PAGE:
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Scene Last Night: Krawcheck, Deborah Voigt, Lagarde’s Nietzsche

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Photographer: Amanda Gordon/Bloomberg

Gary Parr, vice chairman, Lazard Ltd., and chairman, New York Philharmonic, with Don Randel, president, Andrew W. Mellon Foundation.

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Photographer: Amanda Gordon/Bloomberg

Gary Parr, vice chairman, Lazard Ltd., and chairman, New York Philharmonic, with Don Randel, president, Andrew W. Mellon Foundation. Close

Gary Parr, vice chairman, Lazard Ltd., and chairman, New York Philharmonic, with Don Randel, president, Andrew W. Mellon Foundation.

Photographer: Amanda Gordon/Bloomberg

Sallie Krawcheck. Close

Sallie Krawcheck.

Photographer: Amanda Gordon/Bloomberg

Karole Armitage, choreographer, and Alan Gilbert, music director, New York Philharmonic. "Even though we've done so much together, we're still sitting on the edge of our seats," Gilbert said of the orchestra. Close

Karole Armitage, choreographer, and Alan Gilbert, music director, New York Philharmonic. "Even though we've done so... Read More

Photographer: Amanda Gordon/Bloomberg

J. Christopher Flowers, founder, JC Flowers & Co. LLC. and New York Philharmonic board member. Close

J. Christopher Flowers, founder, JC Flowers & Co. LLC. and New York Philharmonic board member.

Photographer: Amanda Gordon/Bloomberg

Anne Gray, Jon Corzine, CEO, MF Global Holdings Inc. and Evelyn Ruggieri. Close

Anne Gray, Jon Corzine, CEO, MF Global Holdings Inc. and Evelyn Ruggieri.

Photographer: Amanda Gordon/Bloomberg

Daria Foster, managing partner, Lord Abbett & Co. LLC. and New York Philharmonic board member. Foster served as a gala co-chairman. Close

Daria Foster, managing partner, Lord Abbett & Co. LLC. and New York Philharmonic board member. Foster served as a gala co-chairman.

Photographer: Amanda Gordon/Bloomberg

Deborah Voigt. Close

Deborah Voigt.

Photographer: Amanda Gordon/Bloomberg

Gunter Dunkel, chairman of the managing board of Norddeutsche Landesbank Girozentrale. Close

Gunter Dunkel, chairman of the managing board of Norddeutsche Landesbank Girozentrale.

Photographer: Amanda Gordon/Bloomberg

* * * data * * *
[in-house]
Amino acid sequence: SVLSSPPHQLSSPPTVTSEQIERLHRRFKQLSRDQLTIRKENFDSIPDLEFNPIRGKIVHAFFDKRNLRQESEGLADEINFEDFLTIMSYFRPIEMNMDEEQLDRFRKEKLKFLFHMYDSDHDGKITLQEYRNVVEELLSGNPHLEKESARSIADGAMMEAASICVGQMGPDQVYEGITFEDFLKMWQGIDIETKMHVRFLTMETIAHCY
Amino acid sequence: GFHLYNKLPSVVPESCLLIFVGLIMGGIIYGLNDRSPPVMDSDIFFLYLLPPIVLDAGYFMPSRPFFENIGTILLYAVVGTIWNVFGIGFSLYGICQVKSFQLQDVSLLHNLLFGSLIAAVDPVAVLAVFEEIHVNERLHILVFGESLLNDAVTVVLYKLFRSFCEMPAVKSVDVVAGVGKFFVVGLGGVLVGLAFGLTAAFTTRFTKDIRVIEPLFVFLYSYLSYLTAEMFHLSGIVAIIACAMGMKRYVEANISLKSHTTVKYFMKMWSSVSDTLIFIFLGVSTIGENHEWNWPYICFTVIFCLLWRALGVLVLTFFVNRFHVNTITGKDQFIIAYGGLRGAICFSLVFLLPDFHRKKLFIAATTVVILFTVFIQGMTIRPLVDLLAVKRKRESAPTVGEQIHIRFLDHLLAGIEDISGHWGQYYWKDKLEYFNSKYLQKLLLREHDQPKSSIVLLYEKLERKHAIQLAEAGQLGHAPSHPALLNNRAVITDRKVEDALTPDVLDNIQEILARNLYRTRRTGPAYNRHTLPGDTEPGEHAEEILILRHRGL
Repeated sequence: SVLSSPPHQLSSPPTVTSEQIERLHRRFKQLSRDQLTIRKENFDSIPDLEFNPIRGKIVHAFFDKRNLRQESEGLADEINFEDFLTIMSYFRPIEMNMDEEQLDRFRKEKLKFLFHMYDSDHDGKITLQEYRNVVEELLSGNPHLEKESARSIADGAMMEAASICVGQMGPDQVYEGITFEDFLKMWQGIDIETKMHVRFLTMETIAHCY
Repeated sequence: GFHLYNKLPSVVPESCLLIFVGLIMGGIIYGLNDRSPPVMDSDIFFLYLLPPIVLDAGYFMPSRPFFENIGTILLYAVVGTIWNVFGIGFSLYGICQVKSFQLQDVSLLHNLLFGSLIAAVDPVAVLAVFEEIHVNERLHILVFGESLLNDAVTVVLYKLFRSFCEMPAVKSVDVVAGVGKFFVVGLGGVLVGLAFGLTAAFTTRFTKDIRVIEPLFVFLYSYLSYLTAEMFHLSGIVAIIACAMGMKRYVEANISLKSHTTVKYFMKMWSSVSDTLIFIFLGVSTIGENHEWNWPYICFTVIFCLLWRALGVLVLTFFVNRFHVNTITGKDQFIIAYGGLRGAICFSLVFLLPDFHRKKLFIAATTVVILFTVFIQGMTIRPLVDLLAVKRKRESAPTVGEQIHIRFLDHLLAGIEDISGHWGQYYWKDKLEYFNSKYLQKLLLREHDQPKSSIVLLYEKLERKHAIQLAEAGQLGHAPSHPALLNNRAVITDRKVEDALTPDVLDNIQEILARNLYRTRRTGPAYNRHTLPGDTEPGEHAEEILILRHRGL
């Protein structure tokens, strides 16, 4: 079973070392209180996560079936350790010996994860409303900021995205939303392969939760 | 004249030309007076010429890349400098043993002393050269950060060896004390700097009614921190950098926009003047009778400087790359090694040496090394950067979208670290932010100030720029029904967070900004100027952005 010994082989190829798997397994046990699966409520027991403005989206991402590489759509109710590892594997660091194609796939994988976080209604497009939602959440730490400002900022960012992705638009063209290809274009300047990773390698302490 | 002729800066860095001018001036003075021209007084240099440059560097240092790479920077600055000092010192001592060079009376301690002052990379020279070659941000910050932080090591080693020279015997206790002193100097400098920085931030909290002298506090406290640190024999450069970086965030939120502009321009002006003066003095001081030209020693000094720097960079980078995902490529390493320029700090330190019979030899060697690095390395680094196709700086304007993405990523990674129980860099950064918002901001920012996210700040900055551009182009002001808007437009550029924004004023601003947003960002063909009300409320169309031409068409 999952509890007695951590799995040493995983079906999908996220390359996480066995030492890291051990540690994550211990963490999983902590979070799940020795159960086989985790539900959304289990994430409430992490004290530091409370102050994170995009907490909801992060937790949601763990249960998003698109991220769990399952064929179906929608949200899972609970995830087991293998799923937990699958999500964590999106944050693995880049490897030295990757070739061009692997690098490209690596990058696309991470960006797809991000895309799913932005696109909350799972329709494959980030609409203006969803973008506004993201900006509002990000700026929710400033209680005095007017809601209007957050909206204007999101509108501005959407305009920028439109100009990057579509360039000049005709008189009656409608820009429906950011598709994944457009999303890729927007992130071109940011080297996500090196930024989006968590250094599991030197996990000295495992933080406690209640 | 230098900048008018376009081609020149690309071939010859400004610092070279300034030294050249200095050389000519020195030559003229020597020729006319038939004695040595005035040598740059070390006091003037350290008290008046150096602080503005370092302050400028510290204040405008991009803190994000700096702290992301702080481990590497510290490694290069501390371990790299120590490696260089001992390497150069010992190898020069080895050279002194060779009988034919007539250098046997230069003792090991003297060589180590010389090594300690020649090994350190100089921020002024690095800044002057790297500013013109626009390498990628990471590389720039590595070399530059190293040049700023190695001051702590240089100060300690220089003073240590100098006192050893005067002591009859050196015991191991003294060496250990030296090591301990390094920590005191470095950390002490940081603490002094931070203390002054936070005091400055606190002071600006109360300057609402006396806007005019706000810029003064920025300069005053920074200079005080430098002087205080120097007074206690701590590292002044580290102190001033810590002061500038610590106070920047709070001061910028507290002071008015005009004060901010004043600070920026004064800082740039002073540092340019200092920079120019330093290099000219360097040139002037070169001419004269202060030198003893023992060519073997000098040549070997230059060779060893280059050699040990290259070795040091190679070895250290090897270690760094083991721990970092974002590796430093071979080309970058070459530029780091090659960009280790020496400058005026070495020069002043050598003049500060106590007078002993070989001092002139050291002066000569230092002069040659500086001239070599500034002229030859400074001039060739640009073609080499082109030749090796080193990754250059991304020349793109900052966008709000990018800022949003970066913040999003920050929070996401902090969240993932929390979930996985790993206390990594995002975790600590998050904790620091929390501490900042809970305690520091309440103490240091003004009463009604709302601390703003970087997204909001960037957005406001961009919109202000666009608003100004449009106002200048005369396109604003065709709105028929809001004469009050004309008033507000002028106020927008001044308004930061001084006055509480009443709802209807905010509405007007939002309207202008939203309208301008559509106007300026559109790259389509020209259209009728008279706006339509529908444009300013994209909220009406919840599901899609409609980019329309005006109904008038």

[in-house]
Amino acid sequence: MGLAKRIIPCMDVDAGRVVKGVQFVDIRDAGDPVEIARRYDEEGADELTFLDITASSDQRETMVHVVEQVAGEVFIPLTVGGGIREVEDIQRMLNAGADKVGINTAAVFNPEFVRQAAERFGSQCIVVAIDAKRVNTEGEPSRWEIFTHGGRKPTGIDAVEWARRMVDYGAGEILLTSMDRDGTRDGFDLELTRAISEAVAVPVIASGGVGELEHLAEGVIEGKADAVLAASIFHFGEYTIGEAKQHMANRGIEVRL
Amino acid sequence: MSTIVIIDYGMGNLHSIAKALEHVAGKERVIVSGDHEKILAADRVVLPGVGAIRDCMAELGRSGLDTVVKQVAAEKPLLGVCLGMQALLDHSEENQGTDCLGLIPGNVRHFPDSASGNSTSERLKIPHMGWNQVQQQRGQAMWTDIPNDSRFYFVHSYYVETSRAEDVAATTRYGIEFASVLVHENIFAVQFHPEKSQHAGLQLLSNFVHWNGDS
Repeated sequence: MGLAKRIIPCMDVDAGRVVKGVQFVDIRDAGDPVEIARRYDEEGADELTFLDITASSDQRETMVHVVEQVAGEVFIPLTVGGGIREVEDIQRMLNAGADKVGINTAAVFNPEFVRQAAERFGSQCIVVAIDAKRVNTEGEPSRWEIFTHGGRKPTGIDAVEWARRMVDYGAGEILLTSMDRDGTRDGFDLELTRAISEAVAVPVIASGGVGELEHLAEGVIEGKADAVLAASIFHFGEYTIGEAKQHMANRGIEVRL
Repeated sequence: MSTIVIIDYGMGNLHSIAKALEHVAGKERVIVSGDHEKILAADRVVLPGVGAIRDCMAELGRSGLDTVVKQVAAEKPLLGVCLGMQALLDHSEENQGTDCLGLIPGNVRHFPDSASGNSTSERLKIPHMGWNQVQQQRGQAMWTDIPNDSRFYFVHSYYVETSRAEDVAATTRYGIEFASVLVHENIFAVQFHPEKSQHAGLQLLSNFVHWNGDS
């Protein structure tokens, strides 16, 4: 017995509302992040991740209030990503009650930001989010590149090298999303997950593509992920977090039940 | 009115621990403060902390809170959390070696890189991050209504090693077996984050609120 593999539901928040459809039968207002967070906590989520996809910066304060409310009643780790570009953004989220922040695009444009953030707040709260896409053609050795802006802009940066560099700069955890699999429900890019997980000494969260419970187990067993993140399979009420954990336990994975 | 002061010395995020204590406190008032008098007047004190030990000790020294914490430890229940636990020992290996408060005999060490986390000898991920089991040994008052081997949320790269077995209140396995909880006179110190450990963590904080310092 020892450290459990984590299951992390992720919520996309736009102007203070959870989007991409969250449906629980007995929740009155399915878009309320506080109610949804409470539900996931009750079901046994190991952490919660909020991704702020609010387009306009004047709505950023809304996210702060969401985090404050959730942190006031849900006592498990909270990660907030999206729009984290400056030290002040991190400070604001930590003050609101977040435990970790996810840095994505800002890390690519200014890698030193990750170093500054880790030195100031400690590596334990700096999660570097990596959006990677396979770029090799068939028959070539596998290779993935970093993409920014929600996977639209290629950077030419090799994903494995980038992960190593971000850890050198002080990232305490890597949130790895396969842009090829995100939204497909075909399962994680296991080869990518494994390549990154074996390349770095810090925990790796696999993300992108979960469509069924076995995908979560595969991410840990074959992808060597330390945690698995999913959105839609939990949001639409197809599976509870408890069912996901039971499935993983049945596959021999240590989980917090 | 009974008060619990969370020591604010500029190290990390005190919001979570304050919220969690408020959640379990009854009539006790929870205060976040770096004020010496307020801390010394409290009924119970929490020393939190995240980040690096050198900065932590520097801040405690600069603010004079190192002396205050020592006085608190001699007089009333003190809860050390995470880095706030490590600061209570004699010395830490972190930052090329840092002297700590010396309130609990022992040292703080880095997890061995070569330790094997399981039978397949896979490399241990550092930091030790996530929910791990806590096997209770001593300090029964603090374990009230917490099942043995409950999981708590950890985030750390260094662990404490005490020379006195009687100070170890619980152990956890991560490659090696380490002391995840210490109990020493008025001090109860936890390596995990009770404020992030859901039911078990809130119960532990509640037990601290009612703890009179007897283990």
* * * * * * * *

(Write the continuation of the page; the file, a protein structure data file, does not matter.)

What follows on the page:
Diane Tuft and Thomas Tuft, chairman for global capital markets advisory, Lazard Ltd. Close

Diane Tuft and Thomas Tuft, chairman for global capital markets advisory, Lazard Ltd.

Photographer: Amanda Gordon/Bloomberg

Frederick Kempe, president and chief executive of the Atlantic Council, with Natasha Paremski, pianist, and Adrienne Arsht, a chairman of the Atlantic Council's dinner. Close

Frederick Kempe, president and chief executive of the Atlantic Council, with Natasha Paremski, pianist, and Adrienne... Read More

Photographer: Amanda Gordon/Bloomberg

Klaus Schwab, founder and executive chairman, World Economic Forum, Bahaa Hariri, member, Atlantic Council International Advisory Board, International Monetary Fund Managing Director Christine Lagarde and Chuck Hagel, chairman, Atlantic Council and former Nebraska Senator. Close

Klaus Schwab, founder and executive chairman, World Economic Forum, Bahaa Hariri, member, Atlantic Council... Read More

Photographer: Amanda Gordon/Bloomberg

Ajit Jain, president, reinsurance division, Berkshire Hathaway Inc, and Leigh Ann Pusey, CEO, American Insurance Association. Close

Ajit Jain, president, reinsurance division, Berkshire Hathaway Inc, and Leigh Ann Pusey, CEO, American Insurance Association.

Photographer: Amanda Gordon/Bloomberg

Bottles of Coca Cola turned up as reception table decor at the Atlantic Council Global Citizen Awards Dinner. Muhtar Kent, chairman and CEO of the Coca-Cola Company, was a dinner chairman. Close